In the tutorial, the equation given is Y=XW. But why isn’t it X=WY?

The formula of coordinates transformation is x=Wy. If we concatenate a group of x’s and y’s together then it should be X=WY.

I’m assuming X, Y, W are all pretty arbitrary so it doesn’t really matter which one is before/after - transformation data. Where did you find x = Wy? I could not find it in the tutorial…

Hi, thanks for the reply! But still WY and YW would mean completely different things…

x=Wy is what I learned in linear algebra, it’s not in the tutorial.

Thanks for your reply!

It makes more sense to me when the vector of the new basis is on the right. In the tutorial, W is the new basis (orthogonal, if it is one of the eigenvectors of X). What was the case in your textbook…?

Maybe somebody else could give a better/clearer answer… Sorry!

Hi,

I don’t remember the exact context of this but perhaps the issue is that in the standard formulation, x = Wy, x and y are both column vectors. However, to form the matrices (X,Y) x and y are each transposed (so made into row vectors) and then concatenated vertically. So a transposed version of the earlier equation, X = Y W^T, applies here to the matrices (X,Y). Then since W is a co-ordinate transform its inverse is equal to its transpose so by post-multiplying by W we get Y = XW.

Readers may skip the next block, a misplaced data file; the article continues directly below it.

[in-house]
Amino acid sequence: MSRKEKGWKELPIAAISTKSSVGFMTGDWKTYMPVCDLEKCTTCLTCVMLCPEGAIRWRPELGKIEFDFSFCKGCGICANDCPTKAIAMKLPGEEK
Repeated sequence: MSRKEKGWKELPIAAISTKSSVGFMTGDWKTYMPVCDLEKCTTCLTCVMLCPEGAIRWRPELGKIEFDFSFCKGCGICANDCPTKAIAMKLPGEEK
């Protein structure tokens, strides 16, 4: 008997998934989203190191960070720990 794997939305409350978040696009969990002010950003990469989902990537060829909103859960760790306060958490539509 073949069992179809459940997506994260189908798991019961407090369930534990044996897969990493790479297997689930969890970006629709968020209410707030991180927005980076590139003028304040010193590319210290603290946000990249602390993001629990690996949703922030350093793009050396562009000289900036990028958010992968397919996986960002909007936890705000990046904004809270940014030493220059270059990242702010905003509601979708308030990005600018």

Hi, in the textbook it is just a general formula for change of basis…x=Wy or y=W^{-1}x where W is the matrix of basis transformation that is defined by

But I think Alex gives a pretty good explanation!

Hi Alex, thanks for your explanations! I didn’t realize that in this case each row is a data vector…it seems that in linear algebra people tend to write horizontally concatenated column vectors…thanks!